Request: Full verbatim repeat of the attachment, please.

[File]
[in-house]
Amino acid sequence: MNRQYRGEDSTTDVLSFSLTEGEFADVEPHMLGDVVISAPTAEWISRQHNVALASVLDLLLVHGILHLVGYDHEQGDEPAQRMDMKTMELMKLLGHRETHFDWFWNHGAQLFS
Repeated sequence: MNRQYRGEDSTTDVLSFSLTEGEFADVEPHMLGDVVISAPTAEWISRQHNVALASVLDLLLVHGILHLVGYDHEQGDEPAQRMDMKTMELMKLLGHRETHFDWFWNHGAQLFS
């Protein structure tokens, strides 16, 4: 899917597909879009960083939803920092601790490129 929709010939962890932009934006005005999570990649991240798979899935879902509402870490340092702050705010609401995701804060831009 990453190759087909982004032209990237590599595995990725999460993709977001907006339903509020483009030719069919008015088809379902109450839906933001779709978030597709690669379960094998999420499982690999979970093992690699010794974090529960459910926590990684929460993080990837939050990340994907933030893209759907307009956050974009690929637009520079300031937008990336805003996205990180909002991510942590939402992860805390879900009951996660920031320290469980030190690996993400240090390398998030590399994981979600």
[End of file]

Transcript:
[in-house]
Amino acid sequence: MNRQYRGEDSTTDVLSFSLTEGEFADVEPHMLGDVVISAPTAEWISRQHNVALASVLDLLLVHGILHLVGYDHEQGDEPAQRMDMKTMELMKLLGHRETHFDWFWNHGAQLFS
Repeated sequence: MNRQYRGEDSTTDVLSFSLTEGEFADVEPHMLGDVVISAPTAEWISRQHNVALASVLDLLLVHGILHLVGYDHEQGDEPAQRMDMKTMELMKLLGHRETHFDWFWNHGAQLFS
């Protein structure tokens, strides 16, 4: 899917597909879009960083939803920092601790490129 929709010939962890932009934006005005999570990649991240798979899935879902509402870490340092702050705010609401995701804060831009 990453190759087909982004032209990237590599595995990725999460993709977001907006339903509020483009030719069919008015088809379902109450839906933001779709978030597709690669379960094998999420499982690999979970093992690699010794974090529960459910926590990684929460993080990837939050990340994907933030893209759907307009956050974009690929637009520079300031937008990336805003996205990180909002991510942590939402992860805390879900009951996660920031320290469980030190690996993400240090390398998030590399994981979600």